Two-thirds of Canadians voted against the federal Conservative party on Oct 21, 2019.  If that isn’t a democratic decision, I don’t know what is.

But then again Mr Kenney and his supporters appear to think Alberta’s right to elect federal representatives is the same as its right to determine who becomes prime minister. 

*I’ve simplified the legal language and urge readers to read the original posts.    

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39 Responses to The Anti-Alberta Energy Inquiry (Thank God for Lawyers)

  1. Bill Malcolm says:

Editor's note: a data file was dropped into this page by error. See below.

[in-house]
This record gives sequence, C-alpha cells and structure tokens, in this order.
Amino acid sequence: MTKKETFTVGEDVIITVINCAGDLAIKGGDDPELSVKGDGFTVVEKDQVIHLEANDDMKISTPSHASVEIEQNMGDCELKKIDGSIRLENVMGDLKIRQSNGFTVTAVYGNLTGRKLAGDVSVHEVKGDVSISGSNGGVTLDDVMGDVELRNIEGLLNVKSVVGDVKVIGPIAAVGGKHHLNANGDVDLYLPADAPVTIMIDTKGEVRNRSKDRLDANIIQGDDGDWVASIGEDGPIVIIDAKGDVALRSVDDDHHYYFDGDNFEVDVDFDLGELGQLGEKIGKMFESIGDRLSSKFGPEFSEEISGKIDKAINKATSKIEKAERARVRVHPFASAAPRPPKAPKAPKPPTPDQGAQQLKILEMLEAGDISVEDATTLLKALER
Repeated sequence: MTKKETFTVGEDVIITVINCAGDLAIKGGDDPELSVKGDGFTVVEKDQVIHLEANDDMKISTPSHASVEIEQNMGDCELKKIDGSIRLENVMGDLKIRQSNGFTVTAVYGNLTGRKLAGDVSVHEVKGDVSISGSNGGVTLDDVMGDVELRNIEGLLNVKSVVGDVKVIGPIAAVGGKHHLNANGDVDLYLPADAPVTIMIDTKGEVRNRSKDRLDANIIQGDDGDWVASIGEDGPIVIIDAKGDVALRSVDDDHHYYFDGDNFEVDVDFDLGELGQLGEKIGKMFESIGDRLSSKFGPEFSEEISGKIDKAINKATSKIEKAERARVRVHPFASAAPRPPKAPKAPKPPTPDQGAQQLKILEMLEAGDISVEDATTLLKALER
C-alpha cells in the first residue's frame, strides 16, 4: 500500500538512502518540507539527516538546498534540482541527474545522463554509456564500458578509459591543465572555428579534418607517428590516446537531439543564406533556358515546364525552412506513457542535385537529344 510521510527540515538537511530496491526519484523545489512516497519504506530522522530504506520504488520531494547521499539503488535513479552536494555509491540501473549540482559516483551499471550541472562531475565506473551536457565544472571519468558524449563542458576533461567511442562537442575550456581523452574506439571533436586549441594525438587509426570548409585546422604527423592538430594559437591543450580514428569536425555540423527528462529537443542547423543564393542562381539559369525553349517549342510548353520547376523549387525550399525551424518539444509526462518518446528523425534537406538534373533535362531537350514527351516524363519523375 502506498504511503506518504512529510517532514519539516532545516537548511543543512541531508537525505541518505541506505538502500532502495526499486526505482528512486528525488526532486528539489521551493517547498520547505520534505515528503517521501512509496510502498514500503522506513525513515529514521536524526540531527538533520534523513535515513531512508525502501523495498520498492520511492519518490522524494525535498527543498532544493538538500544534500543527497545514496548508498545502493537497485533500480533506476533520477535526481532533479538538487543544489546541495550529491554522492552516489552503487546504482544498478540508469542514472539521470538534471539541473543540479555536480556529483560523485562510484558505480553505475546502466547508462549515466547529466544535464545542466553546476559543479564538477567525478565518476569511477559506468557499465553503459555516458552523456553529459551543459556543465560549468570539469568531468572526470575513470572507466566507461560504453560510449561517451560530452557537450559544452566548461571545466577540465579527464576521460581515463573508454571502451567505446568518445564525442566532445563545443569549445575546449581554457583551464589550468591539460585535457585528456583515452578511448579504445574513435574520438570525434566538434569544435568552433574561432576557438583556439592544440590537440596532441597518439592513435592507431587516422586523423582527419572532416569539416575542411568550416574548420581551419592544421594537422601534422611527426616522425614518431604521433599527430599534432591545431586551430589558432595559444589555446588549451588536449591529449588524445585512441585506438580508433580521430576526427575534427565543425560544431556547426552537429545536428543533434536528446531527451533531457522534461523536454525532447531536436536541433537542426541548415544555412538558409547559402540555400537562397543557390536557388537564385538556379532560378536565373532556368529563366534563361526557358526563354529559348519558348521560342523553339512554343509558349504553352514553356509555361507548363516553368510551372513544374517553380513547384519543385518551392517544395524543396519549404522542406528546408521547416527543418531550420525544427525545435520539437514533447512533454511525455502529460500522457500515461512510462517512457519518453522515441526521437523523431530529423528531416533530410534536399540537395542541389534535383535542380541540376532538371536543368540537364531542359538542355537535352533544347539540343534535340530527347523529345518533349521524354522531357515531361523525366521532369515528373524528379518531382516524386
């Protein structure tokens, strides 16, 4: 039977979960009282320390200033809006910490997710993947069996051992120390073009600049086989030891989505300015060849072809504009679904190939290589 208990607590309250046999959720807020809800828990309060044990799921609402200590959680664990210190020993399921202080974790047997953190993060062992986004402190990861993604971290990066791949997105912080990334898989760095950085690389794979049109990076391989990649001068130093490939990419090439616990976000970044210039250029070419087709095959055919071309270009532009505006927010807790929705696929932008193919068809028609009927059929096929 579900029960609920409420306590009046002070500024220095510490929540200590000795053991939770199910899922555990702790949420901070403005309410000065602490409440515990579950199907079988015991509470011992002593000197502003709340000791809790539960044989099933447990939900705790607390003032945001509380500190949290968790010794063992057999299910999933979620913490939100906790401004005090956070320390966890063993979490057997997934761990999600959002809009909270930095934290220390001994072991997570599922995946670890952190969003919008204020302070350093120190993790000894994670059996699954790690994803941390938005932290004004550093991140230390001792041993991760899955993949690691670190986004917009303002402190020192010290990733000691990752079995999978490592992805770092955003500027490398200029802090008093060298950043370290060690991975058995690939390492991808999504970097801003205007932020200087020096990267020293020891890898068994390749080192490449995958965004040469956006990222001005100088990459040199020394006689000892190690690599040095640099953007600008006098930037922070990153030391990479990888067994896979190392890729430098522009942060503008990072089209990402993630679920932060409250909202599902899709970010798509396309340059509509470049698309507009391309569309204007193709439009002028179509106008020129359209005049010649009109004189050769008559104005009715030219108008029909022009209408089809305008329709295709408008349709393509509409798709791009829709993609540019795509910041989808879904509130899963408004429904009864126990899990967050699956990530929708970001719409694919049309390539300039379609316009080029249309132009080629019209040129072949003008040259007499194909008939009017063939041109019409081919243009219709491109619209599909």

Yeah, amazing isn’t it? Kenney seems to think he’s some minor potentate running an independent duchy in the Middle Ages. Anti-Alberta, what a laugh! It’s just a godddam province where the political inhabitants for decades seem to have been mystified that the rest of the country doesn’t see things the same way they do. Rather than trying to understand the other point-of-view and place it in context of the country as a whole, the rest of us have been subjected to harangue, whining and complaining that never goes away, including sending ideologues to Ottawa to straighten us all out. Someone’s paying for this tripe, and one presumes it’s always been the international oil industry. They’re always keen to pump natural resources away as fast as possible for next to nothing by way of royalties, and stealing sovereign resources of the country quickly before anyone changes their mind. Judicious greasing of palms will always snag a pol or two or three, and before you know it the local population is braying the same nonsense as if it somehow makes sense.